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Codmeasters Birmingham has clearly spent a lot of time in the wind tunnel improving this year's F1 game...
F1 2010 was one of our favourite driving games of last year and, without doubt, the best F1 game in almost a decade, so we just had to check out this year's instalment at Codemasters' E3 stand earlier this month. True to form, the publisher's Birmingham studio is staying bang-on-target with a fast changing sport while adding key features to the series at the same time...
The 2011 F1 season so far has been as thrilling as it has been confusing. With a whole host of new rules for fans to get their heads around, this high-octane sport has never been so exciting in recent history. The Codemasters team are all big followers of the world's premier motor sport, including the Senior Producer, Paul Jeal and the Chief Game Designer, Stephen Hood, who were both on-hand at this year's E3 to talk us through our play session with the game.
Codemasters' Formula One release last year was an unexpected success, ultimately becoming the fastest selling F1 game in history. This welcome surprise meant that the pressure is now on for the team to deliver another high quality, fun racing game that still manages to retain the simulation of the real thing. All the new updates to the real life sport have been implemented into the game, resulting in some new gameplay dynamics. The Pirelli tyres have complicated pit stop strategies, and the KERS system has granted drivers the ability to boost past their competitors a limited number of times whenever they feel it will be most beneficial for them. F1's interesting new Drag Reduction Systems, or DRS, also allows drivers to receive a speed boost during long straights, though its use is restricted to when the car is one second behind an opponent, thus strongly encouraging overtaking manoeuvres.
The core gameplay of last year's effort remains the same, albeit with these new changes afforded by the evolution of the source material. Many of the changes are regarding elements off the track. The visuals have drastically improved, especially noticeable when Jeal shows us side-by-side screenshots of various track environments. The fidelity of the flora is particularly pretty, and all of the real-life track improvements (such as the refurbishment of Silverstone) have been reflected in-game. Cinematics have not only been visually touched up, but they now feature a more diverse range of topics, including the coverage of podium wins and an increased variety of context-sensitive events, such as the celebration of the team mechanics should your team over-perform.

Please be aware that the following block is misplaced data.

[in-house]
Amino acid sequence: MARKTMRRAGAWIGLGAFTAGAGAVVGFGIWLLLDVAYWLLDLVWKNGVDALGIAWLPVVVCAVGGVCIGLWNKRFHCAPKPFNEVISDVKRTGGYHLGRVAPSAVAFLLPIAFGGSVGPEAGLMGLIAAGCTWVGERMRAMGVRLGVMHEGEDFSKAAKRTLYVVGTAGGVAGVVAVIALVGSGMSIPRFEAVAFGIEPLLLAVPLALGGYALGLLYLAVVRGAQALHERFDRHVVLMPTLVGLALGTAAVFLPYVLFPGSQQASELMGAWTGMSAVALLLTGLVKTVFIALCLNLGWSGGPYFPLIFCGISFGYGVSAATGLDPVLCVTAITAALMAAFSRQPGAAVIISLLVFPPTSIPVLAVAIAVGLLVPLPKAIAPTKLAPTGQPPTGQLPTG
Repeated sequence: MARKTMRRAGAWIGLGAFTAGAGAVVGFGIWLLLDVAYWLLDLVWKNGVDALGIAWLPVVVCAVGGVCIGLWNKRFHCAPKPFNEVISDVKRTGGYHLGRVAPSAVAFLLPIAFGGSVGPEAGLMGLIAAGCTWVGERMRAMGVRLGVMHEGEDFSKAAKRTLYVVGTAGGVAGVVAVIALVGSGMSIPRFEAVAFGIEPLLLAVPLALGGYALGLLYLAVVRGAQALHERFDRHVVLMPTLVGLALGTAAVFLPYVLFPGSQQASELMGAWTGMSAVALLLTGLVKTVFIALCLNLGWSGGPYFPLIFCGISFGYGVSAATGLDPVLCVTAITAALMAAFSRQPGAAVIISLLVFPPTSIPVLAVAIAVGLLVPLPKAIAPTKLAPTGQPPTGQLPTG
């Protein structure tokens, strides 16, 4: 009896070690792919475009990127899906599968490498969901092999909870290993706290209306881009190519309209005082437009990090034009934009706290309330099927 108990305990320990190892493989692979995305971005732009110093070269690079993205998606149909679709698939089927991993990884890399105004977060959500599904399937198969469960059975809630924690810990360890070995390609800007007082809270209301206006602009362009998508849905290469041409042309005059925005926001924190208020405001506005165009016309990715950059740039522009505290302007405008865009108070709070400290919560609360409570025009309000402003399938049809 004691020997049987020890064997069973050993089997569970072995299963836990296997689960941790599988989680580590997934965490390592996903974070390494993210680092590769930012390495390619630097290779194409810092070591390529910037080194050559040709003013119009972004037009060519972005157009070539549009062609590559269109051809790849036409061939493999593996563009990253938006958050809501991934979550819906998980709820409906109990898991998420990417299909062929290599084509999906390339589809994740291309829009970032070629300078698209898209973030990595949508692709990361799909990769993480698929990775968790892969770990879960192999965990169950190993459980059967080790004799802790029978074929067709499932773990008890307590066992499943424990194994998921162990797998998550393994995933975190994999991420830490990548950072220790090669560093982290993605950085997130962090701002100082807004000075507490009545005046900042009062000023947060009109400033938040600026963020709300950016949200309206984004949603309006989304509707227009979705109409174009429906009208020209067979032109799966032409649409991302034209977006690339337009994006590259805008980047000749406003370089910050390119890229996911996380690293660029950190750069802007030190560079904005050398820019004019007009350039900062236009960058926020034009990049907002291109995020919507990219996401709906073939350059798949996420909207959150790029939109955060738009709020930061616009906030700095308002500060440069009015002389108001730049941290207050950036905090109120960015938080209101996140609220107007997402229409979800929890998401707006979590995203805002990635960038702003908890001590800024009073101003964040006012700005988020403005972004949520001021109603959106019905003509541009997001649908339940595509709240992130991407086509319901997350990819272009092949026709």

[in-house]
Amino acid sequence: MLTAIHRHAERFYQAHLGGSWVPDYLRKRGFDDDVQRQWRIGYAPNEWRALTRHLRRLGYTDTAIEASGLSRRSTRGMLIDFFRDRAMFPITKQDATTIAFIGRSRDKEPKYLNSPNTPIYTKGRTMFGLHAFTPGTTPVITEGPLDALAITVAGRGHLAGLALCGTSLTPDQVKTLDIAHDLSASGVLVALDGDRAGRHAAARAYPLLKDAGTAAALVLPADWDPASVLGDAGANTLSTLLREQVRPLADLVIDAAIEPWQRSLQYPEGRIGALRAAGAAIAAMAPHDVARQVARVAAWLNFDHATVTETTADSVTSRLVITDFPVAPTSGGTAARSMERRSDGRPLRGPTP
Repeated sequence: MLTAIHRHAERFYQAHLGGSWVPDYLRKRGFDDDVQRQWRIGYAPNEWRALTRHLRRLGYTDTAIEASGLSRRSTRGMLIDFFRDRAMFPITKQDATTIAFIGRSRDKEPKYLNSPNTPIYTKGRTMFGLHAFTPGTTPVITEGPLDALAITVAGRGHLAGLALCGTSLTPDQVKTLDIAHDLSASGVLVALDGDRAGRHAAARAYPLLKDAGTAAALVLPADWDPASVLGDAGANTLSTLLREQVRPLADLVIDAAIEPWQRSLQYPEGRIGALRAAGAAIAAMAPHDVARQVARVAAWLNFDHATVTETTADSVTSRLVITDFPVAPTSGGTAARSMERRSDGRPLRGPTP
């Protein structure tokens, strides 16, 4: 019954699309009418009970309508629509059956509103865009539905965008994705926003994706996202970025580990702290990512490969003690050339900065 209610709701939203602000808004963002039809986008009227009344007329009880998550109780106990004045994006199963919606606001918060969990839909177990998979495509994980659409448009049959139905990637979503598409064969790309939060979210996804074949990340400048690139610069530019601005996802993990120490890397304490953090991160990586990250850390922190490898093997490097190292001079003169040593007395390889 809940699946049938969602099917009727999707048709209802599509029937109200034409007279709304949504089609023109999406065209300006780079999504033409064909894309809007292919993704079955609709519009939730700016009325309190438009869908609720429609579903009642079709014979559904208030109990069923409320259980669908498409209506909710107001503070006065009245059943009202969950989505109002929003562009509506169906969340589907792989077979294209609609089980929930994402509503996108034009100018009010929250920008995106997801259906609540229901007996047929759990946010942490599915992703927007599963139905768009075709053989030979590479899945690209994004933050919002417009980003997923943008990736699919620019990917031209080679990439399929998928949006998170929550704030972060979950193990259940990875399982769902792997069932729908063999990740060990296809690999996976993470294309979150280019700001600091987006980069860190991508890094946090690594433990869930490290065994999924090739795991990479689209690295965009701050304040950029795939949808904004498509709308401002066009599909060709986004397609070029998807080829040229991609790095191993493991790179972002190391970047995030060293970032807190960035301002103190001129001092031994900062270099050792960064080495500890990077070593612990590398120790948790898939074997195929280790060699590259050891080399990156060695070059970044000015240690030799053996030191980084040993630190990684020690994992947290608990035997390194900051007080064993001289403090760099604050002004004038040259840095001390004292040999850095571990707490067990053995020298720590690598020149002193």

F1 2011's career mode has been improved too, now featuring a more advanced and tangible press feedback system than last year. The new track at New Delhi is present, and players may now encounter engine troubles and other damage failures if they drive recklessly, some of which will be slow-burning issues as the race progresses. Tyre wear is also an important element factor to try and keep on top of, as the gradual and dynamic deterioration of Pirelli's highly fallible rubber will occur alongside other car wear and tear.
Brilliantly, the career mode can now be played with 2 players via split-screen. Taking the role of driver one and two at a team of their choice, they must work together (or sometimes against each other) to improve the successes of their employers. Although the career mode cannot be played online, there is a more expansive online mode available. Up to 16 players can go head-to-head in a classic Formula One race, with 8 AIs making up the other cars on the grid, across a variety of differing game modes and race lengths.
Spanning the release over three platforms (360, PC, PS3), with handheld versions for the Vita and 3DS to follow, Codemasters is broadening its approach to simulation of the famous motor sport. Thrashing a ridiculously fast car around the world's most prestigious tracks feels better than ever before, and an intelligent feedback system forces players into learning the proper way to drive in a meaningful and realistic manner. Enhanced visuals, online play, relevant rule updates and a co-operative career mode all help to steer this already-excellent racing game in the right direction.
Update: Thanks to an anonymous post on the comment boards, we've now updated the article with a couple of corrections. Thanks for the heads-up.
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